Artificial intelligence (AI) methods and tools for improving network monitoring practices

The Internet monitoring infrastructure provided publicly by RIPE NCC, RouteViews, and other organizations, is invaluable for network operators, who use it to monitor their Internet routes, detect routing events that affect their traffic, troubleshoot their networks, discover the topology and design their policies, etc.

However, it is well known that the current infrastructure is not uniformly deployed, and this may limit some measurement efforts (e.g., regions with poor coverage) or lead to biased findings (e.g,. over/under-estimate impact of a route event depending on location).

The goal of the AI4NetMon project is to study limitations and biases, and develop tools and strategies for improving the Internet monitoring infrastructure and practices, by addressing two key questions:

Do you use the Internet monitoring and measurement infrastructure? Participate in our online survey, and help us to identify and fix biases!


To answer the research questions AI4NetMon will be based on a data-driven approach, leveraging on rich heterogeneous network data and state-of-the-art ML/AI methods.

The project will develop a set of open-source tools, aimed to be used by Internet operators, researchers, and practitioners (without requiring expertise in ML/AI). The AI4NetMon tools will receive as input the available network data and provide as output answers to the key questions (e.g., potential locations for new monitor deployments, monitoring selection strategies, unbiased estimates for a set of measurements).

Specifically the project objectives are to:

Identify the key use cases for monitoring infrastructure

Which are the best locations to deploy monitors? What is the best set of probes to conduct measurements from? ...There is not a single answer to these questions! The best measurement strategy depends on what one wants to measure; e.g., a best set of monitors for detecting an outage, may be different than the best set of monitors for estimating an anycast catchment. Since a global answer does not exist, we need to provide answers per case. AI4NetMon will identify the use cases of higher importance to network operators, and for which the monitoring infrastructure is more frequently used.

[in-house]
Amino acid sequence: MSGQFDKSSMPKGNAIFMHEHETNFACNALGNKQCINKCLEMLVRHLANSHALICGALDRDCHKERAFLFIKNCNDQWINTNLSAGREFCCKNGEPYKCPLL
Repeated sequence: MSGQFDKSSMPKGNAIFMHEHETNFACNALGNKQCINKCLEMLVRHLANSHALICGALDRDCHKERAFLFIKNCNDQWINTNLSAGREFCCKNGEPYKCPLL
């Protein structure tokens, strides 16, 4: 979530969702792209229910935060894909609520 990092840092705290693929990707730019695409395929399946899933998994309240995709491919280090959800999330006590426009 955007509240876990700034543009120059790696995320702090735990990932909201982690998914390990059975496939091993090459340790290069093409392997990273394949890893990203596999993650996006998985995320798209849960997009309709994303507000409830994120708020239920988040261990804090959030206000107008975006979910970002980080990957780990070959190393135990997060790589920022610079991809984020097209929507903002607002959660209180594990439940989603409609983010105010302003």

Quantify the bias and efficiency of the existing infrastructure and potential for improvement

What is the accuracy, coverage, and bias of the existing monitoring infrastructure (for a certain use case)? What would be the best achievable performance? Is there a margin for improvement? How much? Building upon preliminary findings (paper), AI4NetMon aims to answer these questions through theory, measurements, and experiments.

Develop open-source tools for efficient Internet monitoring

AI4NetMon will develop AI methods and tools to (i) identify the best locations (e.g., ASes, IXPs, geographical regions) to deploy new infrastructure, (ii) select set of vantage points from the existing infrastructure for lightweight and efficient measurements (e.g., subset of Atlas probes or route collectors), and (iii) unbias estimations from existing measurements. The AI4NetMon tools will collect data from various heterogeneous data sources and aggregate them in a common dataframe, which will feed state-of-the-art AI that will provide recommendations, predictions, inferences, etc., for the desired monitoring objectives.